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  (Source: Columbia Pictures)
Senator Paul says general warrants are unconstitutional and must be stopped

Senator Randall Howard "Rand" Paul (R-Kent.) -- a contender for the White House in 2016 -- feels that the general warrants the the National Security Agency (NSA) to spy on virtually every American with a mobile phone or internet are glaringly unconsitutional.  He rebukes the Obama administration's claims that in order to "secure the nation" it is necessary to capture your personal data and save it for 15 years in "temporary" storage

I. U.S. Senator Sues the Obama Administration

Such legal tactics -- treating the entire population as an investigation suspect and issuing a general warrant that covers hundreds of thousands, if not hundreds of millions of people -- have not been used in the U.S. since the British empire used them to try to bring their rebellious colonies back into line prior to the American revolution, Sen. Paul has pointed out.  And more alarmingly, the NSA has suggested that Congress can't be trusted, effectively admitting it spies on Congress for the President and military.


It is well established that the spying program wastes tens of billions a year
in taxpayer dollars with virtually no quantifiable security gains.  To put an end to it, Sen. Paul has joined with a handful of Senate Democrats -- including Sen. Ronald Lee "Ron" Wyden (D-Oreg.), U.S. Senator Bernard "Bernie" Sanders (D-Verm.), Sen. Mark Emery Udall (D-Colo.), Sen. Martin Trevor Heinrich (D-New Mexico), and Senator Patrick Joseph Leahy (D-Verm.) -- to draft legislation that would cut the funding of mass digital warfare campaigns against the American public.

In case the legislative effort fails, Senator Paul also opened a second front in his battle with the NSA today.

Senator Rand Paul and Freedomworks Sue the NSA by jasonmick



Along with Matt Kibbe, president of the conservative/libertarian advocacy FreedomWorks, Senator Paul has filed a class action lawsuit in U.S. District Court for the District of Columbia.



The suit focuses solely on the mining of metadata, which the NSA can use to track Americans' locations, who Americans are calling, and when those calls were placed.  Reports indicate that the NSA captures roughly 99 percent of calling metadata on any given day.  The lawsuit may also be interpreted as covering the data the NSA seizes from popular apps.

Senator Paul corrects the President's creative reinterpretation of Founding Father Paul Revere's ride to warn Americans of British forces, commenting:

The lesson of the American Revolution was that this should never happen again, and yet the NSA's data collection program is the modern equivalent of this practice... Paul Revere rode through the streets to tell us the British were coming, not the Americans are coming.

Paul Revere's ride
Paul Revere was spying for the people, not on the people. [Image Source: History.com]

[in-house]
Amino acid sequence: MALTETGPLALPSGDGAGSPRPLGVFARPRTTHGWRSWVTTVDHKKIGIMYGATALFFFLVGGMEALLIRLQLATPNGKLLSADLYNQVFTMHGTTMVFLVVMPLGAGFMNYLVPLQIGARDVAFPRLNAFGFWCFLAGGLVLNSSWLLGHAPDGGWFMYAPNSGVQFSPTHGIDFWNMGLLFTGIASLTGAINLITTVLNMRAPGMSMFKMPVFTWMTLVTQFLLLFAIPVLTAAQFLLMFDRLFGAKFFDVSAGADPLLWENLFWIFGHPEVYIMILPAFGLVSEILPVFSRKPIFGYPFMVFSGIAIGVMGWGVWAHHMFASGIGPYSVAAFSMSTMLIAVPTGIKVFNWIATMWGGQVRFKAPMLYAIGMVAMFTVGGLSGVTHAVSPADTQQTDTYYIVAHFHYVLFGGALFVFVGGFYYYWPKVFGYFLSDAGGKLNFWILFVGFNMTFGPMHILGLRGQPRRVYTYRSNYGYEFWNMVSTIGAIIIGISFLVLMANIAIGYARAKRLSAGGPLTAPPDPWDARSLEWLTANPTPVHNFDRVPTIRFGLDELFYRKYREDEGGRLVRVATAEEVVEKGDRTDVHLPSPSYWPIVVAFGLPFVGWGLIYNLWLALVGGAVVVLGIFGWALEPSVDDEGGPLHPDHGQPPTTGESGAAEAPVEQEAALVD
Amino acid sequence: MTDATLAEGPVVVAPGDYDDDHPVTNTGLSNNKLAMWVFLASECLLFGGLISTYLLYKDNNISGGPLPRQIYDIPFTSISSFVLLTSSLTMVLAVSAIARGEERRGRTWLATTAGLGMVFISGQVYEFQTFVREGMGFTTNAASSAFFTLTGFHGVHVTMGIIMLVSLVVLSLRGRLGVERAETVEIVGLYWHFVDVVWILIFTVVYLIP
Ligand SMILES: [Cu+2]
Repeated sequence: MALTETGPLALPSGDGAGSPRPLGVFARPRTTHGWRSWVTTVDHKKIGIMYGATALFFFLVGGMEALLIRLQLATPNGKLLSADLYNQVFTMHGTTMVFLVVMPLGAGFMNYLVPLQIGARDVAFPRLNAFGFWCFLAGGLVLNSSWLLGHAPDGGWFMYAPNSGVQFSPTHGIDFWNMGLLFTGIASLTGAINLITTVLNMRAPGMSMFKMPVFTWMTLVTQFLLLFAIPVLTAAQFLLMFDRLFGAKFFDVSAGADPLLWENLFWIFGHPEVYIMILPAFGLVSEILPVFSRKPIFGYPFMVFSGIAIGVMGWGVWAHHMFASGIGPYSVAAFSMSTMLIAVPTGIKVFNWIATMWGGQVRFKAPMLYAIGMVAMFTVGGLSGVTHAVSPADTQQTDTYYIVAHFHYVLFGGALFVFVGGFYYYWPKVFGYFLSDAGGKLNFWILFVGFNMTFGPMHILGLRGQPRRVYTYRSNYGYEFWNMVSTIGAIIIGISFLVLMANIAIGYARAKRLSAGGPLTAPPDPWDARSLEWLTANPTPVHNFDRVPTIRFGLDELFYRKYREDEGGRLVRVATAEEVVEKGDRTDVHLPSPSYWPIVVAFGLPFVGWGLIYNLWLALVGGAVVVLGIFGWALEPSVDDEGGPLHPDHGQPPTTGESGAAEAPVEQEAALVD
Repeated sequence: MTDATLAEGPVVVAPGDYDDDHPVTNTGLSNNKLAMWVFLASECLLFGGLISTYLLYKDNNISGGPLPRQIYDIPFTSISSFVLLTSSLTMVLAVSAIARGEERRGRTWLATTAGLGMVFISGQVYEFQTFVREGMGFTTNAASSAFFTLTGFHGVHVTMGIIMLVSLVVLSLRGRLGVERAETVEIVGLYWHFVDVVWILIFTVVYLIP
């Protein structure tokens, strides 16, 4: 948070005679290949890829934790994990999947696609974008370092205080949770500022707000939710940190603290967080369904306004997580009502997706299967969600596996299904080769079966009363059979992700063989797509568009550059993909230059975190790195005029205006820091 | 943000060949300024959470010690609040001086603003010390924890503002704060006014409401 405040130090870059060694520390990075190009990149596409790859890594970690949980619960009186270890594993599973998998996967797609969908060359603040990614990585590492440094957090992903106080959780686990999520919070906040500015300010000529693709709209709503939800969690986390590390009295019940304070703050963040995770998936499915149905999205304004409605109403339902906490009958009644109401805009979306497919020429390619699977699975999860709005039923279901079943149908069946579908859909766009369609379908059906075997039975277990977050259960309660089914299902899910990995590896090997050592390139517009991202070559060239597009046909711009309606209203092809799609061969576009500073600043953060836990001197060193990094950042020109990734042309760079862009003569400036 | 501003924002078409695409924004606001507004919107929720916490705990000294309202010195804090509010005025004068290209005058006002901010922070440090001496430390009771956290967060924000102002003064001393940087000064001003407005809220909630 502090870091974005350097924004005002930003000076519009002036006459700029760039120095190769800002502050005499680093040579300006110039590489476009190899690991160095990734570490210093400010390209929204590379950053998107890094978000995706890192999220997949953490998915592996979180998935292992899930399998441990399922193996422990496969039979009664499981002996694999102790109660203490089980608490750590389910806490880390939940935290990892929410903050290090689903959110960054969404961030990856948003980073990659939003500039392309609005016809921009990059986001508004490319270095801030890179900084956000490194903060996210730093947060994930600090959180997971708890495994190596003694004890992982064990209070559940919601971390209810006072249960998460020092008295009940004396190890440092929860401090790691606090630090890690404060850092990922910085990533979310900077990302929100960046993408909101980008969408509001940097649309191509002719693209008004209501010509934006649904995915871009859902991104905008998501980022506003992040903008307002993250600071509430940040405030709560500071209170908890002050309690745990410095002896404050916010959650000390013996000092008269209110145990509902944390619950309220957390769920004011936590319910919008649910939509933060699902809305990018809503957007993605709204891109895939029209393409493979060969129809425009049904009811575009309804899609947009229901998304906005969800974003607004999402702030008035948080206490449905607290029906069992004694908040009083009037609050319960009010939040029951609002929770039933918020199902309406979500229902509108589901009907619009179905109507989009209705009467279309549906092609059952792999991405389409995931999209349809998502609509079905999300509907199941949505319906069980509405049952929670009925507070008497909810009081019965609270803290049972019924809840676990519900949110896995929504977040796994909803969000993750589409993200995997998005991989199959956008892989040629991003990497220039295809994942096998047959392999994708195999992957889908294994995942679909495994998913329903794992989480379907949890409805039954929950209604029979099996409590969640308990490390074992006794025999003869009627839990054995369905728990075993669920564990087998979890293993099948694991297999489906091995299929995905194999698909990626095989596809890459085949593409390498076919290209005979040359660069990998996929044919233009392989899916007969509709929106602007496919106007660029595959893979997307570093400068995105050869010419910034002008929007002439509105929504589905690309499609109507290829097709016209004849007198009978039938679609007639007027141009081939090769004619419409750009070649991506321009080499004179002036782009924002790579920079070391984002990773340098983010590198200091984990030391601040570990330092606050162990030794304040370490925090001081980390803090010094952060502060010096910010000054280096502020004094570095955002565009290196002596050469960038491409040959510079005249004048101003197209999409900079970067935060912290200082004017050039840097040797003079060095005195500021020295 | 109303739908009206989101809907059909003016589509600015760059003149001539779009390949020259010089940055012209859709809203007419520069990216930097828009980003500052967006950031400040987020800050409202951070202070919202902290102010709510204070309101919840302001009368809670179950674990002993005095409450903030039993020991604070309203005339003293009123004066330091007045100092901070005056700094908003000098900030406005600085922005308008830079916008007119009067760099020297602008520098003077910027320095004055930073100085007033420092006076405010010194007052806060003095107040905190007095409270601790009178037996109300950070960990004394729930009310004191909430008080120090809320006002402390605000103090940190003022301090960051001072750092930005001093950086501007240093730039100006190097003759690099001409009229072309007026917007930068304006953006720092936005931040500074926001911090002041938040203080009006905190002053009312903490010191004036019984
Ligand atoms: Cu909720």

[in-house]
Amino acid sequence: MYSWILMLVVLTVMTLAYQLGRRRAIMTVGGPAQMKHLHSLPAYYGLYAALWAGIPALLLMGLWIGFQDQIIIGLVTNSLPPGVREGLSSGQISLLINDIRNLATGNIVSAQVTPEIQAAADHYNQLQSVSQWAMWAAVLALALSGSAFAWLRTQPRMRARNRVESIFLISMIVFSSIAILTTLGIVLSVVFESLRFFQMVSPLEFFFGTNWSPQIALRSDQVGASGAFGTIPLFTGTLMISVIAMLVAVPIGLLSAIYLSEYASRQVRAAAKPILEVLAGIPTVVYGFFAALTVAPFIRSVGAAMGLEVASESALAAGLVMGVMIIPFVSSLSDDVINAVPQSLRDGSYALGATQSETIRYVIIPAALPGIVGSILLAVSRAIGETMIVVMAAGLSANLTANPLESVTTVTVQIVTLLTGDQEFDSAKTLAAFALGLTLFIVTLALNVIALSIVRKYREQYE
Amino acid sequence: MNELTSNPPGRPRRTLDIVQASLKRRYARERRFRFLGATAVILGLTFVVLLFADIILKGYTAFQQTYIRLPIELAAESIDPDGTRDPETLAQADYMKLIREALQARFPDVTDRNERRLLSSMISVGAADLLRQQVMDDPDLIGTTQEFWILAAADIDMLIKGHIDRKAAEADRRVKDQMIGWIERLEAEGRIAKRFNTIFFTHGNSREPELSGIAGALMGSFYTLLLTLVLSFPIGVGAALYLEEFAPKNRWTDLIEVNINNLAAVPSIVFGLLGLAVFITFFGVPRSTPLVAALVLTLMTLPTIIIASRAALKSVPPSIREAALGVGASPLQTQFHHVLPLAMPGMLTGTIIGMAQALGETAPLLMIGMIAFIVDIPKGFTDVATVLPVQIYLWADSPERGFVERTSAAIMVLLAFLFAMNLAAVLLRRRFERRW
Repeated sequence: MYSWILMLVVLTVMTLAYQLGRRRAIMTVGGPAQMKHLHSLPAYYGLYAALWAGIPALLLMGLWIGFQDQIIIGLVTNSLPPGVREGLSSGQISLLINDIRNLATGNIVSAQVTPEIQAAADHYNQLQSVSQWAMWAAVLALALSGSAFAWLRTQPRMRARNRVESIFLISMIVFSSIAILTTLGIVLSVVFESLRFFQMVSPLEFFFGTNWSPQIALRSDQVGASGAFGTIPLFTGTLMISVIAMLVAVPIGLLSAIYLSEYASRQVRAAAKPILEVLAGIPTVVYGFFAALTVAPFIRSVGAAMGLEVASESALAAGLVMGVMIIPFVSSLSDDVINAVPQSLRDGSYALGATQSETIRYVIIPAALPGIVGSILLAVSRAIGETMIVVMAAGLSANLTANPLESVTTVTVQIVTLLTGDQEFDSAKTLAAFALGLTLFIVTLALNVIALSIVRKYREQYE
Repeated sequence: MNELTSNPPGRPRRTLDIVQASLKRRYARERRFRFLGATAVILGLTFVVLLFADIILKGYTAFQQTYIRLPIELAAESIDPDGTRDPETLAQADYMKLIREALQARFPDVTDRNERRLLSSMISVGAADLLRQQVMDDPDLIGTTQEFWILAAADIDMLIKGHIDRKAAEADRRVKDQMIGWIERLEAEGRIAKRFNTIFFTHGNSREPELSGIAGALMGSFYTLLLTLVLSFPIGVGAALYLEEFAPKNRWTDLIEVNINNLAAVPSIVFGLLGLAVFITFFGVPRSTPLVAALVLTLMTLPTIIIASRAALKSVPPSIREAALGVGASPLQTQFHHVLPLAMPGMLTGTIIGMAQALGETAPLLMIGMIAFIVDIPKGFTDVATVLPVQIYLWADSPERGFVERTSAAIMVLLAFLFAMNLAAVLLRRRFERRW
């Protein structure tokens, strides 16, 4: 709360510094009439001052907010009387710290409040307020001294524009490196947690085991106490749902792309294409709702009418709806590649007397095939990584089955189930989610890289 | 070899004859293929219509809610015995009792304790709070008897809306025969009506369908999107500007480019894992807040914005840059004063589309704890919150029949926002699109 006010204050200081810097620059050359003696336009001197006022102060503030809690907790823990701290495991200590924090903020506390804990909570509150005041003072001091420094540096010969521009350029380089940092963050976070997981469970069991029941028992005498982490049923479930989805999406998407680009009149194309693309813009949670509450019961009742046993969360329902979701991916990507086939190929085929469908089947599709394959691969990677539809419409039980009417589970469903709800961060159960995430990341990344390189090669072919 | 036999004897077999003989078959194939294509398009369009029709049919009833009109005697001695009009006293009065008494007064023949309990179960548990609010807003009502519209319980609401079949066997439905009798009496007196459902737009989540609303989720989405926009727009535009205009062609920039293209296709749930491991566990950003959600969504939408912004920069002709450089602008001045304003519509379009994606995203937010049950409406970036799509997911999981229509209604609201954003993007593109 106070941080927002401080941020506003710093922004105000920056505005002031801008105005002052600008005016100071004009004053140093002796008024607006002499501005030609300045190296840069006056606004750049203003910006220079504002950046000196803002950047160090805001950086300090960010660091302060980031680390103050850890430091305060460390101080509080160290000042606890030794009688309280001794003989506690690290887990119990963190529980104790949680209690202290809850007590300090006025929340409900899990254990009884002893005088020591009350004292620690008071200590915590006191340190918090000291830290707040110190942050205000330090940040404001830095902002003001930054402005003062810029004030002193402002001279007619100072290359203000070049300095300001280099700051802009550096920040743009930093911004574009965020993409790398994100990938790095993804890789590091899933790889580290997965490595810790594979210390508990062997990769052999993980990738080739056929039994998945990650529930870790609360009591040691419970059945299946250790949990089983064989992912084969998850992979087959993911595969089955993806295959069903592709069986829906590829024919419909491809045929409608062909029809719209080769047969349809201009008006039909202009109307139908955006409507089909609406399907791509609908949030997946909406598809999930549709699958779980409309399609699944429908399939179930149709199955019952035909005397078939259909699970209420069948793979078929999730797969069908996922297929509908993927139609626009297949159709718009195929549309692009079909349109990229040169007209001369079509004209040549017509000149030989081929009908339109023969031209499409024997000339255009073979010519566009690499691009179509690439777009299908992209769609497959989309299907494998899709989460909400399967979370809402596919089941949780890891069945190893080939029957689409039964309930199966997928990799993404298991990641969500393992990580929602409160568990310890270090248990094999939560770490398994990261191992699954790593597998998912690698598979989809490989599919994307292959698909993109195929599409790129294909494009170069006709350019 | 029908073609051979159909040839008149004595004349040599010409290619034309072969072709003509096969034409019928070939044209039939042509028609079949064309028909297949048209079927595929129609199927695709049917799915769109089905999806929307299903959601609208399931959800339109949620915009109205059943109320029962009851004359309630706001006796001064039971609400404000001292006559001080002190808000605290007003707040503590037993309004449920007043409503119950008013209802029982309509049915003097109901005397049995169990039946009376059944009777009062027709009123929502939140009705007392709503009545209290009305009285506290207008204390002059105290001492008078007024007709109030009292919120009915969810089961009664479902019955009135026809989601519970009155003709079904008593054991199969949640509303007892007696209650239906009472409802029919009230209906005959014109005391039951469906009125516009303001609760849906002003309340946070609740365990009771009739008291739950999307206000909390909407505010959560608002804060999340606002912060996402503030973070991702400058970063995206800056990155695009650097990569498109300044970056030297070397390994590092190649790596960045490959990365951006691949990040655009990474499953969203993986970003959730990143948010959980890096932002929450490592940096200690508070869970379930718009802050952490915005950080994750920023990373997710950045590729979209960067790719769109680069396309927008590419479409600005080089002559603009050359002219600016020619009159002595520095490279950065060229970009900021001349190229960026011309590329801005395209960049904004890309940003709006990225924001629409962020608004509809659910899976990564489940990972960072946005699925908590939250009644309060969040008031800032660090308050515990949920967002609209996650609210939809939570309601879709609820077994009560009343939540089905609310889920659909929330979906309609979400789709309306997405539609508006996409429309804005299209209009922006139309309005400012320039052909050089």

Ken Cuccinelli is representing the potential class of plaintiffs (the U.S. people) in the case.  Mr. Cuccinelli had previously worked as the attorney general of Virginia, returning to law after coming up short in the gubernatorial race in fall 2013.

Ken Cuccinelli
Ken Cuccinelli will be representing Americans in the case.

The lawsuit is backed by money from both FreedomWorks and the RandPAC, Senator Paul's political action committee (PAC).  Senator Paul is willing to spend, in effect, his own money that could have been used in his potential 2016 presidential run to try to put an end to mass spying.

RandPAC officials state:

We have assembled a legal team and we expect to be opposed by the vast resources of the federal government, yet I am optimistic that we will prevail, because we are seeking to protect a cornerstone of the Constitution.

Freedomworks has disclosed a small financial relationship with Senator Paul.  It donated $5,000 USD during his 2012 Senate campaign, money it says was given due to his support of preserving civil liberties via conservative interpretation of the Constitution.

II. Lawsuits Push Issue Towards Supreme Court

The lawsuit names retiring/resigning NSA chief General Keith Brian Alexander; the Director of National Intelligence (DNI), Gen. James Robert Clapper, Jr.; U.S. Federal Bureau of Investigation Director James Brien Comey, Jr.; and U.S. President Barack Obama as defendants.

Obama

James Clapper

Keith Alexander

James Comey

The defendants: President Obama (top), DNI James Clapper (second), NSA director Keith Alexander (third), and FBI director James Comey (bottom) [Image Source: Reuters (Obama), AP (Clapper), Fox News (Alexander), Bloomberg (Comey)]

Both FreedomWorks and Senator Paul expect the case to be pushed to the U.S. Supreme Court level, as whoever loses at the federal district and appeal circuit level will likely continue to appeal until it reaches there.  They argue that the Supreme Court must offer a clear interpretation of the Fourth Amendment and how it applies to digital searches of Americans.  Comments Sen. Paul:

Ultimately,the Supreme Court will be arbiter of what the Fourth Amendment means.  We need to be asking these questions ... whether we get to [larger questions about the Patriot Act] in the court case I don't know.

They are not alone in the federal courts fight.

Senator Rand Paul
Senator Rand Paul walks on chilly afternoon in Virginia. [Image Source: Getty Images]

The American Civil Liberties Union (ACLU) -- oft viewed as a more liberal counterpart of FreedomWorks, which nonetheless shares a great deal of common ground -- is also pushing a class action lawsuit towards the Supreme Court level.  ACLU deputy legal director Jameel Jaffer states to The Washington Post:

We agree that the NSA’s phone-records program is unconstitutional.  Mass surveillance of this kind infringes not just on privacy rights but on the freedoms of speech and association as well. We’ve advanced these arguments in our own lawsuit against the NSA, and over the next few weeks we’ll make them to a federal appeals court.

The ACLU case also focuses on the collection of phone data.

NSA Unchained
[Image Source: ACLU]

However, the U.S. Supreme Court decision in either case could in effect decide the fate of other controversial NSA domestic spying programs.  Currently, the NSA is reportedly working to endanger national security and Americans' finances by actively paying for the sabotage of global encryption.  It is also is accused of harvesting email and internet traffic to spy on Americans.  Last, but not least, it reportedly has been creating automated systems to attack Americans with malware.